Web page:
South Boston Trolley House

The Trolley House at 335 West Second Street in South Boston, a 24-unit 2005 rehab of a former Boston trolley house currently has two units available for sale. Both units are two-bedroom two-bathroom, and are accompanied by two garage parking spaces.

The available Trolley House condos are priced at $519,000 and $589,000, and are 1,260 and 1,331 square feet respectively. Kitchens feature Bosch and Jenn-Air appliances, gas cooking, granite countertops, and maple cabinets. HOA fees on the units come in at just under $300 per month. Units are surrounded by floor to ceiling windows, and residents enjoy a beautifully landscaped common courtyard.

Trolley House South Boston

Trolley House South Boston

Trolley House South Boston

South Boston Condos in Transition

South Boston is an area in transition.

The St. Vincent Neighborhood District (St. Vincent de Paul church sits in the heart of the neighborhood), with its overgrown vacant lots and rundown buildings / warehouses of the old commercial era, is being seen by architects and developers as their new playground, to do with as they please.

South Boston developers have run the tasteful, striking, contemporary, and thought-provoking gamut quite well with designs like the “green” Macallen building, 321 West Second Street, Allele Boston, and the Trolley House (pictured immediately below).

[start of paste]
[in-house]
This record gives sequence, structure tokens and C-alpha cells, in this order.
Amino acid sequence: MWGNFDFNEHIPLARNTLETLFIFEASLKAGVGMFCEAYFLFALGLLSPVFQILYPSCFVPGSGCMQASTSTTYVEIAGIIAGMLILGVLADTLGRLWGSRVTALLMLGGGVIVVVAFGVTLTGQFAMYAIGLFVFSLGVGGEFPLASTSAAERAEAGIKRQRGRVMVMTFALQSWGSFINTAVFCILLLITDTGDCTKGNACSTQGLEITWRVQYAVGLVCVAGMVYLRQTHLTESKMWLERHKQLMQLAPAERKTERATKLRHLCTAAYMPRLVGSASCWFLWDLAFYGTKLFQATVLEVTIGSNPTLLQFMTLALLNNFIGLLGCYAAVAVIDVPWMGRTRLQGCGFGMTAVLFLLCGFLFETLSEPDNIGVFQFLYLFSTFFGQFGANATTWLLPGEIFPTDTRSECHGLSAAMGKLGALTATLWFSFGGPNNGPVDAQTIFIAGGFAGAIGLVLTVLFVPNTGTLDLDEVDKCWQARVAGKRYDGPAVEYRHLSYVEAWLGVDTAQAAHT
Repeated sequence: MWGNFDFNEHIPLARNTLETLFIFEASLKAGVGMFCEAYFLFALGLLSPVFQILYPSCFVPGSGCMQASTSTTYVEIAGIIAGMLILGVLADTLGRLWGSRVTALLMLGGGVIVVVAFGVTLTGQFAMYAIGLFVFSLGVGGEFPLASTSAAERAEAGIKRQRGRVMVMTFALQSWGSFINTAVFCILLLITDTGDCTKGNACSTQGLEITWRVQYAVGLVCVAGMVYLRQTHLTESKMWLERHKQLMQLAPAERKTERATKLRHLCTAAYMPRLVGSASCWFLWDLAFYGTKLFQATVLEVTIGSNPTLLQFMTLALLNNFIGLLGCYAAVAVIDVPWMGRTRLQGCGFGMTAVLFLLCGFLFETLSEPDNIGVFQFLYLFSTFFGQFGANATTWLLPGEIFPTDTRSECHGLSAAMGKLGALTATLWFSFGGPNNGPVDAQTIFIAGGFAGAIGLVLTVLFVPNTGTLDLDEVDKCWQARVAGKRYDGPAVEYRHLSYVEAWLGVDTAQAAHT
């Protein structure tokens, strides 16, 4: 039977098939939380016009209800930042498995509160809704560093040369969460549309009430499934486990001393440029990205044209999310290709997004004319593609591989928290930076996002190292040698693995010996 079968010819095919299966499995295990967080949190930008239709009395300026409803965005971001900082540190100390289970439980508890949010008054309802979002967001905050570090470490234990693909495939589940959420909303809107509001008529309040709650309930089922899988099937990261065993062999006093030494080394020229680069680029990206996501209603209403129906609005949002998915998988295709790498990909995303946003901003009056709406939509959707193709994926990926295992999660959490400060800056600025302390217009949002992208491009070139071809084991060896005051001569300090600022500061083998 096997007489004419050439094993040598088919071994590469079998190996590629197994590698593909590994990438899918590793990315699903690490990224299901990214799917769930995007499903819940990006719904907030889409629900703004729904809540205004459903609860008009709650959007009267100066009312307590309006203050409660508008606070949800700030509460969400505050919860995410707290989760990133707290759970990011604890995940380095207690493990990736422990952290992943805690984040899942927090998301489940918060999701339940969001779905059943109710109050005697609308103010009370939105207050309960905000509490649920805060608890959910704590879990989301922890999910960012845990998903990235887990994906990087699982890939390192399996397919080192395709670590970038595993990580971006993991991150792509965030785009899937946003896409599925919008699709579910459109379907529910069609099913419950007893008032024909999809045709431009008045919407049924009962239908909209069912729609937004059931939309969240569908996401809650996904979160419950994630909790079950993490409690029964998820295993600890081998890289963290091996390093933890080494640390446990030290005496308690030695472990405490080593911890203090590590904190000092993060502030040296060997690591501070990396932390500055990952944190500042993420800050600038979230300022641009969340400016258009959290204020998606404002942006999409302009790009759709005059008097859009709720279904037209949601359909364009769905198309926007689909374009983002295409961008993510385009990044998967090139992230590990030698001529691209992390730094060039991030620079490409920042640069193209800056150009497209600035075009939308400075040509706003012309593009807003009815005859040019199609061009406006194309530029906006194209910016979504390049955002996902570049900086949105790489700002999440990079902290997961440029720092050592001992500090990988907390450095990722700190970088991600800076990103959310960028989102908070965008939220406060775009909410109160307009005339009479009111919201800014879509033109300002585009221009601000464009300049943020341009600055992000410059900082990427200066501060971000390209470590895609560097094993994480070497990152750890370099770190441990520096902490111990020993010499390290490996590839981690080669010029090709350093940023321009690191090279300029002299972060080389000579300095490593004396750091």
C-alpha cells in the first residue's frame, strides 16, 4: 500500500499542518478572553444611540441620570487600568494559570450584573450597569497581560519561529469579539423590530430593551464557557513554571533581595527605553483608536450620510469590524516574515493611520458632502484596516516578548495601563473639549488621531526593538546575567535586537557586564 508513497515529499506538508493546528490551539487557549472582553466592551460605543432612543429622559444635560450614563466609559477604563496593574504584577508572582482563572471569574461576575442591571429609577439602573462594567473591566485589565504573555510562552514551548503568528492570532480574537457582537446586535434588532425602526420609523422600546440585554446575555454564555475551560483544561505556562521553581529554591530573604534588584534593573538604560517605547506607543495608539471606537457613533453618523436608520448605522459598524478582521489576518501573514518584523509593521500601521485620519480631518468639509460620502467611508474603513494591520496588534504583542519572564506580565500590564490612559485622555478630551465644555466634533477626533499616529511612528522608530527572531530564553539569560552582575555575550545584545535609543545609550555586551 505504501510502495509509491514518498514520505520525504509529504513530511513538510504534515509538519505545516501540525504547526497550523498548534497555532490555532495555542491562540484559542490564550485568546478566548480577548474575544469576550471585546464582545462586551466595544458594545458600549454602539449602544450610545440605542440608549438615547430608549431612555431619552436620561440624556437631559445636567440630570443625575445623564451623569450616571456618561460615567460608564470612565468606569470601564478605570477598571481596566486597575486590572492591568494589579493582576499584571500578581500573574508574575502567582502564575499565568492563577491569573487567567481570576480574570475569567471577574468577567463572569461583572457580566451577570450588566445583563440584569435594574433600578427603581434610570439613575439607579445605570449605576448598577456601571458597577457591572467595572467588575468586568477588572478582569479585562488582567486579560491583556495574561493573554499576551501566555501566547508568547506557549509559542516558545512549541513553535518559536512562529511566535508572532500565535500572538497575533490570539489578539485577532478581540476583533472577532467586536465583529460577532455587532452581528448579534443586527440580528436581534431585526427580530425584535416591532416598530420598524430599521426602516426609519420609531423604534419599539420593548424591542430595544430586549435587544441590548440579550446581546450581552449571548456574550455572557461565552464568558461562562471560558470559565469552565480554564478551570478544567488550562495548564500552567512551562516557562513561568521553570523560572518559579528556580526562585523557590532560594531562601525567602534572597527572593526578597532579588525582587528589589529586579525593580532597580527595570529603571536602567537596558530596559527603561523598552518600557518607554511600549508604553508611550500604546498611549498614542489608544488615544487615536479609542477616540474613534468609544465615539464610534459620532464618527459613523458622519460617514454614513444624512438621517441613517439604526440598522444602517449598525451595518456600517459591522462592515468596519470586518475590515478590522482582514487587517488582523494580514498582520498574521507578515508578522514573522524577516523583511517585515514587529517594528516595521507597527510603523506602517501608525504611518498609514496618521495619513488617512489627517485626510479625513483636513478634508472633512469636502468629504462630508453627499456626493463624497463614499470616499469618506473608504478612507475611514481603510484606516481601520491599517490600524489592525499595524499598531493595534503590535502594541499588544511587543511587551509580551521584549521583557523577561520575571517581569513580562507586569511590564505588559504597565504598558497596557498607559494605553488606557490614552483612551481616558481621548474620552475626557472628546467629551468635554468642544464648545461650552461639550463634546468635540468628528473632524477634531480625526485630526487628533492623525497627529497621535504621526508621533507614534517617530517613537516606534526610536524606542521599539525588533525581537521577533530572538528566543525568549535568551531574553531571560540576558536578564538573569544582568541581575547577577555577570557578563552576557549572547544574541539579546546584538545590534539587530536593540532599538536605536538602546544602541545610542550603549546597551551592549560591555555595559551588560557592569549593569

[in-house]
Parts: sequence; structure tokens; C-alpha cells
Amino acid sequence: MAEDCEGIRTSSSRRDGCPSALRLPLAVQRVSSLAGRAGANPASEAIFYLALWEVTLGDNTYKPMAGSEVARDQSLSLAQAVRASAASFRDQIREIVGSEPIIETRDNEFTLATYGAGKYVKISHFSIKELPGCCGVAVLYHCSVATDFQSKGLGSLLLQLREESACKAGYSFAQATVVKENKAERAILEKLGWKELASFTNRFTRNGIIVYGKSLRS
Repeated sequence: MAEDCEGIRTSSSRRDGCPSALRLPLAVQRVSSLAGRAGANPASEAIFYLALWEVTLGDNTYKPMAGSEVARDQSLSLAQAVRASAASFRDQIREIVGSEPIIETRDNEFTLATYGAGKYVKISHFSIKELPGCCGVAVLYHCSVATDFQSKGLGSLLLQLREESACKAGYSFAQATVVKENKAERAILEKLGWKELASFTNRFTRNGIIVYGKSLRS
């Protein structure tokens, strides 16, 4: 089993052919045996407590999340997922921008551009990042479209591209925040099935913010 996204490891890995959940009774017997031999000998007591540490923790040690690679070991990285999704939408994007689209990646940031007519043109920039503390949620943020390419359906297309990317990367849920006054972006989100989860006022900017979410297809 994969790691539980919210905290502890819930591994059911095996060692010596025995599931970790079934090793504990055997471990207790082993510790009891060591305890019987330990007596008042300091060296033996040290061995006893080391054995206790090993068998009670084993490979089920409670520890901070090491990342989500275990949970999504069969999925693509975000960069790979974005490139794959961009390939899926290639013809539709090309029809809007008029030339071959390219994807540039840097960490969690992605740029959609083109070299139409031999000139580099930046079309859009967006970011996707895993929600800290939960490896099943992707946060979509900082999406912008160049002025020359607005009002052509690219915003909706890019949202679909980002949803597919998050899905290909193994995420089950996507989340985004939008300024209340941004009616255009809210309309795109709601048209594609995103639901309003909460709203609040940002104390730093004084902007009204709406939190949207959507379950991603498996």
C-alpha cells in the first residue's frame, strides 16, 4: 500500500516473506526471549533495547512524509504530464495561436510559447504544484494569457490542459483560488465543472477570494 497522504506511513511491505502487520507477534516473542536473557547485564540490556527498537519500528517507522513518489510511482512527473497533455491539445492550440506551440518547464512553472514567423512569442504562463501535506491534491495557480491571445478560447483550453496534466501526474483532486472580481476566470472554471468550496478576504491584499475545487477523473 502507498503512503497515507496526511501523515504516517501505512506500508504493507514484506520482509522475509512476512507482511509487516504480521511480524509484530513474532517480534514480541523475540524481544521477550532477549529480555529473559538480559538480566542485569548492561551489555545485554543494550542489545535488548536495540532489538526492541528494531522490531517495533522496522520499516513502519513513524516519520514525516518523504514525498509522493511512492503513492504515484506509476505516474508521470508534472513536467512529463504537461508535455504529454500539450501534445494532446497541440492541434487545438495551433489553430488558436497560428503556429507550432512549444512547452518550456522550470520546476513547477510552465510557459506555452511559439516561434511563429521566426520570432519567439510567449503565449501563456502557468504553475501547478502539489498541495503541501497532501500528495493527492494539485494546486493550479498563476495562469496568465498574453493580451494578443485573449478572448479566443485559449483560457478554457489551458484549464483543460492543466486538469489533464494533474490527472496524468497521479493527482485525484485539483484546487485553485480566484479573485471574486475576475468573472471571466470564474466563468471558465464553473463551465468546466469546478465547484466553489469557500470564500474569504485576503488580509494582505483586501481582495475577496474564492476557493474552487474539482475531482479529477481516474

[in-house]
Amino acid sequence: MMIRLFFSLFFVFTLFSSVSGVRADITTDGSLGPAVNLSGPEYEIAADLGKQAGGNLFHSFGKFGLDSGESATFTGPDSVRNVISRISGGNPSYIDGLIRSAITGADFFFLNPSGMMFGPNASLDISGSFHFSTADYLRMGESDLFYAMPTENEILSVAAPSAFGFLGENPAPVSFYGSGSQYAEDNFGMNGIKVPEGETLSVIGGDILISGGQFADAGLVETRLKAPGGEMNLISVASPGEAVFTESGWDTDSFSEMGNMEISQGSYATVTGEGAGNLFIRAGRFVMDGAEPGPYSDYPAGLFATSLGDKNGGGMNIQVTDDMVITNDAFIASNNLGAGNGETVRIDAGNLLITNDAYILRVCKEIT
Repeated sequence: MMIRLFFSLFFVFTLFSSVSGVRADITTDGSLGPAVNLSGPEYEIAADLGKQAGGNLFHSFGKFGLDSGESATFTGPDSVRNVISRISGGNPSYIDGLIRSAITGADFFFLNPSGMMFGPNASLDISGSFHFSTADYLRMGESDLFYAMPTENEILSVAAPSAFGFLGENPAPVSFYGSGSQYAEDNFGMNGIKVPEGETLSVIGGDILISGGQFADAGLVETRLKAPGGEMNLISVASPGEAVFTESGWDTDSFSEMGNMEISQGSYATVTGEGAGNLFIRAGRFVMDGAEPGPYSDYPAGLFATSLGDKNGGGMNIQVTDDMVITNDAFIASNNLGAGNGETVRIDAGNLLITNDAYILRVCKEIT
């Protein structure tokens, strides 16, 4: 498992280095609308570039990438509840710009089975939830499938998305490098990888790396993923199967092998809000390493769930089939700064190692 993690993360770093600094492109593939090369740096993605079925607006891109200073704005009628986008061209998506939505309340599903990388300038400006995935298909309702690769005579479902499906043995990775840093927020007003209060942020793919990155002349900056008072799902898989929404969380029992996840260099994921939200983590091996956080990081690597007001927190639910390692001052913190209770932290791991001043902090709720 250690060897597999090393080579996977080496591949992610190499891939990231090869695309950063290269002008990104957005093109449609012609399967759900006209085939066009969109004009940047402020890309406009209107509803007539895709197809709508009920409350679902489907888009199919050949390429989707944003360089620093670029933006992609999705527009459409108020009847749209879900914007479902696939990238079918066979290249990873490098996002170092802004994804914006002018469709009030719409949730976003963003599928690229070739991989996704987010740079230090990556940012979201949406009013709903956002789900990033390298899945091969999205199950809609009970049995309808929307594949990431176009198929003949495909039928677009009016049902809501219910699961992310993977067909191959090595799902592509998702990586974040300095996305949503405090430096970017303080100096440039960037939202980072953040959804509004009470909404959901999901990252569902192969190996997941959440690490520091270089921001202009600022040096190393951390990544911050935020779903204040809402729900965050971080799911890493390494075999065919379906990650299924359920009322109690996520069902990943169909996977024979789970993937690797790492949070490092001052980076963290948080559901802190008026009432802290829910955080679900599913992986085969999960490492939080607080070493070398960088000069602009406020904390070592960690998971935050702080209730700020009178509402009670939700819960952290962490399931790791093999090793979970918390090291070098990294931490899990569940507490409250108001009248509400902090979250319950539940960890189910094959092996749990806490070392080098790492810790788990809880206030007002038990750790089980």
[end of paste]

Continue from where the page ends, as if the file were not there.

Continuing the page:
Trolley House South Boston

The designs are well received by the buying public, as the Trolley House is completely sold out, and other developments in the area are seeing solid uptake on preconstruction availability. Not that you don’t have innovative developments going up in more traditional areas of the city (considering Penny Savings Bank for instance in the South End), but perhaps it’s South Boston, and the Seaport District (including Fort Point Channel) that still have the opportunity to have their look and feel reestablished, and for the better.

Designers and developers are naturally drawn to areas like this where true change can be imparted (shaking things up perhaps), and a positive stamp can be left, leaving it better than the state you found it in.

We are just trying to create honest buildings. We made them neutral, not flashy, but they become significant nonetheless,” said David Neilson, the urban designer behind the 321-323 West Second condo development in South Boston (pictured immediately below).

321-323 West Second Condos